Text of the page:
31 | | - init_dim_obs initializes all variables holding the information about one observation type. The information about the observation type is stored in a data structure (Fortran derived type). |
32 | | - obs_op applies the observation operator to a state vector. One can call an observation operator routine provided by PDAF, or one can to implement a new operator. |
33 | | - init_dim_obs_l calls a PDAF-OMI routine to initialize the observation information corresponding to a local analysis domain. One can set localization parameters, like the localization radius, for each observation type. |
34 | | - localize_covar calls a PDAF-OMI routine to apply covariance localization. One can set localization parameters, like the localization radius, for each observation type. |
| 31 | - `init_dim_obs` initializes all variables holding the information about one observation type. The information about the observation type is stored in a data structure (Fortran derived type). |
| 32 | - `obs_op` applies the observation operator to a state vector. One can call an observation operator routine provided by PDAF, or one can to implement a new operator. |
| 33 | - `init_dim_obs_l` calls a PDAF-OMI routine to initialize the observation information corresponding to a local analysis domain. One can set localization parameters, like the localization radius, for each observation type. |
| 34 | - `localize_covar` calls a PDAF-OMI routine to apply covariance localization. One can set localization parameters, like the localization radius, for each observation type. |
| 180 | |
| 181 | |
| 182 | == Implementation hints for init_dim_obs_f == |
| 183 | |
| 184 | === `thisobs%doassim` === |
| 185 | |
| 186 | Set this variable to 1 to let the filter assimilate this observation. The setting is usually conditional on the value of `assim_TYPE` which is set in `init_pdaf`: |
| 187 | {{{ |
| 188 | IF (assim_TYPE) thisobs%doassim = 1 |
| 189 | }}} |
| 190 | |
| 191 | === `thisobs%ncoord` === |
| 192 | |
| 193 | This variable specifies the dimension of the distnace computations. Thus thisobs%ncoord=2 will lead to distance computations in 2 dimensions. |
| 194 | |
| 195 | |
| 196 | === `thisobs%disttype` === |
| 197 | |
| 198 | This variable specifies the type of distance computation. Possible choices are |
| 199 | - 0: Cartesian distance in ncoord dimension |
| 200 | - 1: Cartesian distance in ncoord dimensions with periodicity (Needs specification of thisobs%domainsize(ncoord)) |
| 201 | - 2: Approximate geographic distance in meters with horizontal coordinates in radians (latitude: -pi/2 to +pi/2; longitude -pi/+pi or 0 to 2pi) |
| 202 | - 3: Geographic distance computation in meters using haversine formula with horizontal coordinates in radians (latitude: -pi/2 to +pi/2; longitude -pi/+pi or 0 to 2pi) |
| 203 | |
| 204 | For 0 and 1 any distance unit can be used. The computed distance will be in the same unit. For 2 and 3 the input coordinates are in radians and the distance is computed in meters. |
| 205 | |
| 206 | See `/models/lorenz96_omi/` for an example using case 1 with periodicity in one dimension. |
| 207 | |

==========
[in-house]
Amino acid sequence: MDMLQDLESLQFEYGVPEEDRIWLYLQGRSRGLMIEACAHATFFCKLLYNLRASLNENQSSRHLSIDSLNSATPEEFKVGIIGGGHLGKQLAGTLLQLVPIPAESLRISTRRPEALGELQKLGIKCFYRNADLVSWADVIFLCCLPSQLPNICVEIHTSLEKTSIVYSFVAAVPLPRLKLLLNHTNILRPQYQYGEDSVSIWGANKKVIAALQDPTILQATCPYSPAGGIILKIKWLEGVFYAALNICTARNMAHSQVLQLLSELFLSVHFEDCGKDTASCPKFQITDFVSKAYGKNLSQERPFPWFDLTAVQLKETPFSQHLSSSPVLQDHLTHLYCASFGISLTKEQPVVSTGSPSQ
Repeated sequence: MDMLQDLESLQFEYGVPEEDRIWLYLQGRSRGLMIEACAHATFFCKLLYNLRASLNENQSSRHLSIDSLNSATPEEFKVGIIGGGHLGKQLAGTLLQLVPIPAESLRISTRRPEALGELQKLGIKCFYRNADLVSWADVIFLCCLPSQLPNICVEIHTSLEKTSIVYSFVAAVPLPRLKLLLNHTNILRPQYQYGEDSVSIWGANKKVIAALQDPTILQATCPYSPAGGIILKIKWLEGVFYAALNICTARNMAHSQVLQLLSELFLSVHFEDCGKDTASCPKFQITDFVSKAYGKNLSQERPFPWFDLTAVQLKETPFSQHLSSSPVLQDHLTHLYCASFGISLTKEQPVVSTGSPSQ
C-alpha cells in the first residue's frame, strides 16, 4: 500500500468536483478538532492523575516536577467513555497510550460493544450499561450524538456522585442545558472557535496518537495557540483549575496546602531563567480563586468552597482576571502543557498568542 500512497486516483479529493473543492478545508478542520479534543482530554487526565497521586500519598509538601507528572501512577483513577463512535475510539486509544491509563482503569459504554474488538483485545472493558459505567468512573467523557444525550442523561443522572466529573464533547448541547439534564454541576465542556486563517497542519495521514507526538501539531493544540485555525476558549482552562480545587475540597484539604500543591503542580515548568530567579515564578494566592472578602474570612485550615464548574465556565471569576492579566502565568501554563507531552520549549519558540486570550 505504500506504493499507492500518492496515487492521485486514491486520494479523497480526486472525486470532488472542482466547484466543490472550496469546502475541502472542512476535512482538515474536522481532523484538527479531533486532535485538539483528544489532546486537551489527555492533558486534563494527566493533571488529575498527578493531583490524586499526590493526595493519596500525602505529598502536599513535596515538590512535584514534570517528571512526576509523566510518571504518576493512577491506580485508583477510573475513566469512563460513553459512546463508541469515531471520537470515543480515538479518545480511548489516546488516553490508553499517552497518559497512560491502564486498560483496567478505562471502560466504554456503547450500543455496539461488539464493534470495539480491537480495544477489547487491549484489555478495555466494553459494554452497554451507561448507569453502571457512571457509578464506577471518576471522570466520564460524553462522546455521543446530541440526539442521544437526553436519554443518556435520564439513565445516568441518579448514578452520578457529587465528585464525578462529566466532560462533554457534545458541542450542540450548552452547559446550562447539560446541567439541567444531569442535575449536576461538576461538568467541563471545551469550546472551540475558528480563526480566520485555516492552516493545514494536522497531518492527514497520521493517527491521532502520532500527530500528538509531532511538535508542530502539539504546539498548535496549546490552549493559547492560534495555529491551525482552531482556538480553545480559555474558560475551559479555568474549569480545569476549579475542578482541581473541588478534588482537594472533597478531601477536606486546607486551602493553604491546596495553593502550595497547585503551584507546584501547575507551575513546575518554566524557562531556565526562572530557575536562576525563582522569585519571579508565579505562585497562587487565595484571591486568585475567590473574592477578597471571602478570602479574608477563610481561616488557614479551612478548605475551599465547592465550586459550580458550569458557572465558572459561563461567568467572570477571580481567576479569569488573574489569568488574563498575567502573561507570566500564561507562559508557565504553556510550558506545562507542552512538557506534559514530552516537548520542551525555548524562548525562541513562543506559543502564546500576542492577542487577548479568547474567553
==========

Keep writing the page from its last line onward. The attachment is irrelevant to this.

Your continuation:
| 208 | === `thisobs%domainsize` === |
| 209 | |
| 210 | This array has to be allocated as |
| 211 | {{{ |
| 212 | ALLOCATE(thisobs%domainsize(thisobs%ncoord)) |
| 213 | }}} |
| 214 | Here one has to specify the size of the domain in each of its thisobs%ncoord dimensions. The information is used to compute the Cartesian distance with periodicity. |
| 215 | |
| 216 | Setting one dimension to 0 or a negative value indicates that there is no periodicity in this direction. |
| 217 | |
| 218 | |
| 219 | === `thisobs%id_obs_p` === |
| 220 | |
| 221 | This array is allocated as |
| 222 | {{{ |
| 223 | ALLOCATE(thisobs%id_obs_p(NROWS, dim_obs_p)) |
| 224 | }}} |
| 225 | For a fixed value of the second index the NROWS are the indices of the elements of the state vector that are treated in the observation operator. |
| 226 | The value of NROWS depends on the observation operator used for an observation. Examples: |
| 227 | - Using observations that are grid points values: |
| 228 | - NROWS=1 |
| 229 | - The entry is the index of a single element of the state vector |
| 230 | - Using observations that are determined by bi-linear interpolation of 4 grid points: |
| 231 | - NROWS=4 |
| 232 | - The entries are the indices of four elements of the state vector |
| 233 | |
| 234 | |
| 235 | === `thisobs%icoeff_p` === |
| 236 | |
| 237 | This array is allocate the in same way as `thisobs%id_obs_p`: |
| 238 | |
| 239 | {{{ |
| 240 | ALLOCATE(thisobs%icoeff_p(NROWS, dim_obs_p)) |
| 241 | }}} |
| 242 | The value of NROWS has to be the same as for `thisobs%id_obs_p`. For a fixed value of the second index the NROWS of the array hold the interpolation coefficients corresponding to the indices specified in `thisobs%id_obs_p`. |
| 243 | |
| 244 | Please see the [wiki:OMI_observation_operators documentation of OMI observation operators] for information on how to initialize the array `thisobs%icoeff_p` using functions provided by PDAF-OMI. |
| 245 | |
| 246 | |
| 247 | === `thisobs%obs_err_type` === |
| 248 | |
| 249 | The particle filter methods NETF, LNETF and PF can handle observations with non-Gaussian errors. PDAF-OMI supports the following two choices: |
| 250 | - 0: Gaussian errors (''default value'') |
| 251 | - 1: double-exponential (Laplace) errors |
| 252 | |
| 253 | |
| 254 | === `thisobs%use_global_obs` === |
| 255 | |
| 256 | |
| 257 | |
| 258 | |